NC Supreme Court: Dan Forest Can Sue Over 2012 Political Ad
RALEIGH — North Carolina’s Supreme Court on Friday upheld a split decision by a lower court to allow former Republican Lt. Gov. Dan Forest to pursue a lawsuit over a political ad run in support of his Democratic opponent in 2012.
Forest, who went on to narrowly win the 2012 contest and successfully got reelected in 2016, wants $78,000 in damages from EMPAC, which is the political arm of the State Employees Association of North Carolina.
Forest’s campaign claims that one of the group’s 2012 commercials failed to include identifying information required by North Carolina’s since-repealed law. The now-defunct “stand by your ad” law enacted in 1999 required the TV ad to contain a spoken statement identifying the sponsor’s chief executive officer or treasurer and that person’s photograph.
The ad instead showed a picture of Dana Cope, who was neither CEO nor treasurer of EMPAC. The image displayed was not a full-screen picture and instead was about an eighth of the height of the full ad, according to Forest’s campaign.
The law said a candidate may receive compensation equivalent to the “total dollar amount” spent to air the unlawful ad. EMPAC has argued the ad was lawful under the First Amendment’s freedom of speech protection and that the ad did not damage Forest.
Amanda Martin, a lawyer for EMPAC, said the group was disappointed by the court’s decision to let the Forest complaint proceed.
“My clients and I are deeply disappointed in the Court’s ruling, and we are evaluating all our alternatives,” Martin said in a statement.
Of the more than 4.3 million ballots cast in the 2012 lieutenant governor’s race, Forest won the 2012 race against Democrat Linda Coleman by less than 6,900 votes. He defeated her more handily in 2016 by over 6 percentage points. Forest unsuccessfully ran for governor in 2020, where he lost by more than 4 points to Democratic Gov. Roy Cooper.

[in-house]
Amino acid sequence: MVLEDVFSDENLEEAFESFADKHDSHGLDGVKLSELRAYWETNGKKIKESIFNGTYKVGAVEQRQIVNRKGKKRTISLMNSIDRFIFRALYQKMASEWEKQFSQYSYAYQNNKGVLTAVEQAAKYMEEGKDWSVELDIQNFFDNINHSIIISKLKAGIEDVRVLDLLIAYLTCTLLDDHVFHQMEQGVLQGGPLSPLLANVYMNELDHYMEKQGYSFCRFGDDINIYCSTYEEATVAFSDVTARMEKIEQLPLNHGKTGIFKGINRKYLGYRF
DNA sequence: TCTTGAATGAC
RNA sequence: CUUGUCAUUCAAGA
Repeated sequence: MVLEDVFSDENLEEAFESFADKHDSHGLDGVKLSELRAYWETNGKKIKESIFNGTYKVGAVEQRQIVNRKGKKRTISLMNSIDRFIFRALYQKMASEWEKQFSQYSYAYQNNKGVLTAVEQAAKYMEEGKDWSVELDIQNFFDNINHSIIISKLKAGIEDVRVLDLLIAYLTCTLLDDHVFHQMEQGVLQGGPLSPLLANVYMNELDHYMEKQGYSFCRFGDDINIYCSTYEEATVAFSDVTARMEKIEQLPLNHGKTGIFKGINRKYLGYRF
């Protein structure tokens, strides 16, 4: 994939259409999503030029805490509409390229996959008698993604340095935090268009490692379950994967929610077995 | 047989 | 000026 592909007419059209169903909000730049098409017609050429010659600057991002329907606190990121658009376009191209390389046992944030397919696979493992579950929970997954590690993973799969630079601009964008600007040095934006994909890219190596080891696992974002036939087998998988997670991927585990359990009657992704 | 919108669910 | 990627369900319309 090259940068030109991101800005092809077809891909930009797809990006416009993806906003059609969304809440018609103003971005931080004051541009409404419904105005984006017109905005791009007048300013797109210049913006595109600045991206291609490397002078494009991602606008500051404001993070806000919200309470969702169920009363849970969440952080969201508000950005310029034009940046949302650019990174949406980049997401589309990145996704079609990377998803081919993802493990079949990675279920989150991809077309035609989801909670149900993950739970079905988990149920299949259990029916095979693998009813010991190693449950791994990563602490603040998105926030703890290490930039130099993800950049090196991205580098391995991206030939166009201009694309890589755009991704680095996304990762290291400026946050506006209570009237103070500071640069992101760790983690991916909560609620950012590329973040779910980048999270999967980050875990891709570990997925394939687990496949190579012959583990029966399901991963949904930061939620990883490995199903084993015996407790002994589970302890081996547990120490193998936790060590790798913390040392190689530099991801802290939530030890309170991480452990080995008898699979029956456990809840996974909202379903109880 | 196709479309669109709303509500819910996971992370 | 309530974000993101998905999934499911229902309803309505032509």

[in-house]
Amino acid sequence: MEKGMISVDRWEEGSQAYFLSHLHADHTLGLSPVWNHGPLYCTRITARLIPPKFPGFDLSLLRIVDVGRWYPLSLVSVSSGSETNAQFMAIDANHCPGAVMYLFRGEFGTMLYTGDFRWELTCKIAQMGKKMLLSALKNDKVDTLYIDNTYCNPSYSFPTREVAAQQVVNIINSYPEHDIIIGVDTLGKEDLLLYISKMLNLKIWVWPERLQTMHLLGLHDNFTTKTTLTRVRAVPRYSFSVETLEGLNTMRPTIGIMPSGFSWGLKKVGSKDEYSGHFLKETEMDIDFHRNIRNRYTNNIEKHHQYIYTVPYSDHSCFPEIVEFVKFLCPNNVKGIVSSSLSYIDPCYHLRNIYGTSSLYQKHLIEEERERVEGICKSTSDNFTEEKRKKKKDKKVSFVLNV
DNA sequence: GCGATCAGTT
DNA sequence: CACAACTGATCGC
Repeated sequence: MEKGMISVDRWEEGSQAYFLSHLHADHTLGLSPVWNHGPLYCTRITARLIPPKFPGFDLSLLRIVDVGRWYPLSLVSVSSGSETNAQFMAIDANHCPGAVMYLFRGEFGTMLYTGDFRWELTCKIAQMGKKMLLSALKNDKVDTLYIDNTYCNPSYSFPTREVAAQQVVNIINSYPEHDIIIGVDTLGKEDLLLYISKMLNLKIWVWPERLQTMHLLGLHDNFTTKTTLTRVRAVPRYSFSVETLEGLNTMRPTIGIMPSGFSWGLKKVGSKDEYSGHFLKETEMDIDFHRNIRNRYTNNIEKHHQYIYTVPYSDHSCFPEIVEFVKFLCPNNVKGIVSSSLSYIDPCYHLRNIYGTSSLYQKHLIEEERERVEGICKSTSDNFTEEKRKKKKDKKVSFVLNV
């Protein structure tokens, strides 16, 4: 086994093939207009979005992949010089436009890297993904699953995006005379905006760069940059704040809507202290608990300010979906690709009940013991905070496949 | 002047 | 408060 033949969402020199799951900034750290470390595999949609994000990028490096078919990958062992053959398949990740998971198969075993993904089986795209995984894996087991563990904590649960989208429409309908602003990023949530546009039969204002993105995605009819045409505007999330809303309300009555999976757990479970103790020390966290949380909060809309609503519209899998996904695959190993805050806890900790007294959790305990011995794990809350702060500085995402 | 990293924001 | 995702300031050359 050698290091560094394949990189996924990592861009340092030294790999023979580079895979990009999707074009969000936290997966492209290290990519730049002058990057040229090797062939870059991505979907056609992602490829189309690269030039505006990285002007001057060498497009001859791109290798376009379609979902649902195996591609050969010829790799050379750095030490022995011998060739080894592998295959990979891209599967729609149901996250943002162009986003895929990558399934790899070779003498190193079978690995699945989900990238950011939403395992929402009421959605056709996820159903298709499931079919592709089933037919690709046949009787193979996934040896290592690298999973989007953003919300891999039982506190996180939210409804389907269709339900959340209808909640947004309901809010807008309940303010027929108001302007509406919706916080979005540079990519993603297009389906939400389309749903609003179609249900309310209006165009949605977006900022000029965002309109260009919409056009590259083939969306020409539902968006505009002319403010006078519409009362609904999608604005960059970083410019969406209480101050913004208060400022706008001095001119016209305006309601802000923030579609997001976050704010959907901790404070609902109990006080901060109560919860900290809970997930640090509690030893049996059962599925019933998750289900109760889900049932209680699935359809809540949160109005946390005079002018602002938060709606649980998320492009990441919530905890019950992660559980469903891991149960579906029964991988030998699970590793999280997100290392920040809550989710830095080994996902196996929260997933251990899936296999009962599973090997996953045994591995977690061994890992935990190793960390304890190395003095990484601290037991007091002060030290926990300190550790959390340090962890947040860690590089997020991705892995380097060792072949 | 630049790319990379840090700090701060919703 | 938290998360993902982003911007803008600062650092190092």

Justice Robin Hudson wrote the majority opinion ruling in favor of Forest’s campaign going forward with its lawsuit, but the court declined to rule on the constitutionality of the disclosure law itself.
In a concurring opinion, Republican Supreme Court Chief Justice Paul Newby alluded to the value of the now-defunct law, writing that “misinformation harms the public, particularly when the misinformation concerns candidates for elected office.”
Newly-elected GOP Associate Justices Tamara Barringer and Phil Berger, Jr. did not participate in the discussion or decision of the case. No justices dissented.
An attorney representing the Forest campaign did not immediately respond to a request for comment.
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Anderson is a corps member for the Associated Press/Report for America Statehouse News Initiative. Report for America is a nonprofit national service program that places journalists in local newsrooms to report on undercovered issues.